Where Is Your Compassion And Understanding?
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How are we different?
For many, we have the understanding that nothing can be in the best interest of everyone, save the freedom to decide for ourselves. There is no “one size fits all” solution to any particular issue, because we all have different situations and needs.
At our core, we understand this, as we recognize individualism. Our belief in the individual leads us to point out a lack of compassion and understanding when we see solutions involving force. We understand why a person should not be forced to buy a product they do not wish to consume. We also share compassion for those who are wrongfully arrested for the crime of helping their fellow man.
This clarity on ACTUAL understanding and compassion is what sets us apart from other political ideologies, but what about when it comes to beliefs differing from our own?
Often, we fail to recognize any other belief’s legitimacy as an option for others, especially those who haven’t embraced libertarianism, to consider.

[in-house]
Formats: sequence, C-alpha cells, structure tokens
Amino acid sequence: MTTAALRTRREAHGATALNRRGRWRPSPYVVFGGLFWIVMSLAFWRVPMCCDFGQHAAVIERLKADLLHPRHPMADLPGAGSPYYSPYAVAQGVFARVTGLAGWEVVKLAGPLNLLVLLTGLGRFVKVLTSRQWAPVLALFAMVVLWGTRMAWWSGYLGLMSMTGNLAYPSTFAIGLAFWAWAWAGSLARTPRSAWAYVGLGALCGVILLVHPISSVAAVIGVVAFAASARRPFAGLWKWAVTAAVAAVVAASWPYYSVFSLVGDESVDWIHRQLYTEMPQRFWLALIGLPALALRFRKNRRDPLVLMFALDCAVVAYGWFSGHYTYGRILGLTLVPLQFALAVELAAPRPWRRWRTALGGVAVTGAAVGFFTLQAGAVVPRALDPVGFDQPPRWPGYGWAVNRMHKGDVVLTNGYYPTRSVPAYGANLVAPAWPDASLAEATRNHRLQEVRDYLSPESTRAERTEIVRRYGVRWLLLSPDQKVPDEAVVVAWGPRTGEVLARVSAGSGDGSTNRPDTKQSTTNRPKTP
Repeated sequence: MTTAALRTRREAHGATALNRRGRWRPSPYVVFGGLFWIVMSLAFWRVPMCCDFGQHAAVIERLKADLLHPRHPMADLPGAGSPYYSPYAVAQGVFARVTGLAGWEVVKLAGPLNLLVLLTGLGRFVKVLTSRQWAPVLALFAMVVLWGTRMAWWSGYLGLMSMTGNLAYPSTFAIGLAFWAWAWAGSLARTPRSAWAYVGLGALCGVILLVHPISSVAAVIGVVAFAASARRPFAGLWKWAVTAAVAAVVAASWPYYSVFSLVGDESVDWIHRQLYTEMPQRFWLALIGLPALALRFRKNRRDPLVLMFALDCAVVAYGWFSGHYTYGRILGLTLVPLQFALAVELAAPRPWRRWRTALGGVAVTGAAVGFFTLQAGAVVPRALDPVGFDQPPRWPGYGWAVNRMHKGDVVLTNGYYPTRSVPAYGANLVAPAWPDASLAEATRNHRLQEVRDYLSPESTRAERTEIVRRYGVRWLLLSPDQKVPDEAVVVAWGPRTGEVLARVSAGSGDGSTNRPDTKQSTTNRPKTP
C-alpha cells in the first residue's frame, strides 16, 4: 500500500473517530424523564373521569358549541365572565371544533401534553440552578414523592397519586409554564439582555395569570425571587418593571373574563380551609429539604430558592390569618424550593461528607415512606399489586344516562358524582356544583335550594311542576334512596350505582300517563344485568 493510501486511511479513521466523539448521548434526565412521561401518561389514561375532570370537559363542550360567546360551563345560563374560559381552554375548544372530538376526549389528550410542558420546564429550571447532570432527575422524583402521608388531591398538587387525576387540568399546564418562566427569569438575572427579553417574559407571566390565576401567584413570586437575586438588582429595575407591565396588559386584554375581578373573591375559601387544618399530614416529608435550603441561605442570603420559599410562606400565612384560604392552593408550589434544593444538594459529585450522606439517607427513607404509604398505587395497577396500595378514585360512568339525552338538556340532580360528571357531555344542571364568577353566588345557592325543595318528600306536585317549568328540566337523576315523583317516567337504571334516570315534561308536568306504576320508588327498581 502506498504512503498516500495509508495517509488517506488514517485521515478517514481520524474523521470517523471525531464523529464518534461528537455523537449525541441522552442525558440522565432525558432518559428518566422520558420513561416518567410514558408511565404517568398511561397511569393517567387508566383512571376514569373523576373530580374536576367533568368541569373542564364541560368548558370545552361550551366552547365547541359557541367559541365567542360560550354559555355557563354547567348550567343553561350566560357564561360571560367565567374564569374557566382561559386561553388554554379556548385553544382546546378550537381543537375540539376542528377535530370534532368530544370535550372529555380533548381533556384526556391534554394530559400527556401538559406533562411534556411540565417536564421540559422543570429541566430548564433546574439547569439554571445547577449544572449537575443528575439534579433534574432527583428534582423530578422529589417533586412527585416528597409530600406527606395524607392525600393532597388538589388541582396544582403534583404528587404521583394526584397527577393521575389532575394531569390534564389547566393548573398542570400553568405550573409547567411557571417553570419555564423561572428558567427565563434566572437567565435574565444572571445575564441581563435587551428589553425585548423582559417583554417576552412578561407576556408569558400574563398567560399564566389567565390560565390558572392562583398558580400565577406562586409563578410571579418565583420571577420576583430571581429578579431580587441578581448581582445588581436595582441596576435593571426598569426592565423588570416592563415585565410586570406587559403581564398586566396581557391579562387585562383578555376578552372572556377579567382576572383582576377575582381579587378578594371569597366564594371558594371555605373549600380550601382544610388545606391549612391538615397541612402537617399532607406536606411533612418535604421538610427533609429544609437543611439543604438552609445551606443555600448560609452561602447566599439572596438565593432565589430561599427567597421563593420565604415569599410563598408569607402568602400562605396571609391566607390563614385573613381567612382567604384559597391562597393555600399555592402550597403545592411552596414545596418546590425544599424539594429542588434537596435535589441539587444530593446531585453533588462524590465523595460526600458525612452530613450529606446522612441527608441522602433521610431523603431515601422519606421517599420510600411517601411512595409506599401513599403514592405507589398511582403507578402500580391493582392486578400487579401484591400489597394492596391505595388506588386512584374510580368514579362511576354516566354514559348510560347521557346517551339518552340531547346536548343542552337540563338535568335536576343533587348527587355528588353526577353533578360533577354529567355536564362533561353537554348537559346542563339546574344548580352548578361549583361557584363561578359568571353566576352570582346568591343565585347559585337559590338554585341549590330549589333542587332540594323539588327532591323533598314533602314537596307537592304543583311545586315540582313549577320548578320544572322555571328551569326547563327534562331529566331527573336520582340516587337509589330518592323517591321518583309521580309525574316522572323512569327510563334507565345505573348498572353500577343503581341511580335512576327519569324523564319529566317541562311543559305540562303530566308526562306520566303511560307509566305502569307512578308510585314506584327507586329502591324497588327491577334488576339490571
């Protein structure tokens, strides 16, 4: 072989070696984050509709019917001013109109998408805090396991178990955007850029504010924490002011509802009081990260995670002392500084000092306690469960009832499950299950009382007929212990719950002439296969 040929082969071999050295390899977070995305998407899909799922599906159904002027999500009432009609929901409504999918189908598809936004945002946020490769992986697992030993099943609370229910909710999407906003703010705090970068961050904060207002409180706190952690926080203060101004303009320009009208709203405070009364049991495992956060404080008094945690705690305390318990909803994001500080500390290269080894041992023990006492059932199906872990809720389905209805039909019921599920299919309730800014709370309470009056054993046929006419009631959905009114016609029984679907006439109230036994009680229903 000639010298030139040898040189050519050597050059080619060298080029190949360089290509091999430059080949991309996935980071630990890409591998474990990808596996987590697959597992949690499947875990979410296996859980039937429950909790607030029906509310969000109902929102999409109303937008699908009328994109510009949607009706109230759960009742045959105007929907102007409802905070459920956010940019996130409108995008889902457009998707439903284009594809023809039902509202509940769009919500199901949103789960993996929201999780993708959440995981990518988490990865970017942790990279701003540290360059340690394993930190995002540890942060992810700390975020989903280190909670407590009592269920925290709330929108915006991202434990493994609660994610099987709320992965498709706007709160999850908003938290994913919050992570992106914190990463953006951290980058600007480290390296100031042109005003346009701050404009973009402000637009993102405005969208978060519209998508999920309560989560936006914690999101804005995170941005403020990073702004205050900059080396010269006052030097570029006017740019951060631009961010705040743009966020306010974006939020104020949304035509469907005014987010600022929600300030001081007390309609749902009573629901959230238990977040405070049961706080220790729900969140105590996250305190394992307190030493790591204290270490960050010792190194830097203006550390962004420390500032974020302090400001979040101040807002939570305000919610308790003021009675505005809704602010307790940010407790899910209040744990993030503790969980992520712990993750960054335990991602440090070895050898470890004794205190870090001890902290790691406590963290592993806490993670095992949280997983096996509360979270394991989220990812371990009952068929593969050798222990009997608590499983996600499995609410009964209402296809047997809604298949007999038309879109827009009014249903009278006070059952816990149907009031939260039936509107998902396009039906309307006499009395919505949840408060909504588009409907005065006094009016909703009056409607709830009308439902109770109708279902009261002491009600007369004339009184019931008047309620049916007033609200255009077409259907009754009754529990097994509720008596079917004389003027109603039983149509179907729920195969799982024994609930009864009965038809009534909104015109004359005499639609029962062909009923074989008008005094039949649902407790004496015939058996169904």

By going straight on an attack, we alienate our potential new libertarian. We put them in the defensive position, standing up for their beliefs, rather than allowing them to understand the ideas we wish to share.
By no means should we endorse a belief that doesn’t meet our own moral and ideological standards. We should simply offer our understanding that an opposing view exists and use questions to get a better understanding of their reasoning for holding such a belief.
When faced with a discussion surrounding the personal life decisions of an individual, we often sound “heartless” by pointing to prior decisions as the cause for situational strife. A touch of understanding can go a long way when discussing issues regarding those in lower socio-economic strata.
By showing compassion for the sequence of life events that brought them to their current situation, we can empathize and gain a better understanding of their lives, before judging and demonizing their decisions. That alone will garner their respect and make them more receptive to suggestions about how freedom to choose can lead to better outcomes for everyone.
When we approach these situations with understanding and compassion, our ability to empathize, and a willingness to learn, we broaden the conversation to more than us vs. them. We open ourselves up to a thoughtful dialogue that may actually lead them to the principles and beliefs that we hold dear.
Isn’t that better than fighting about our disagreements?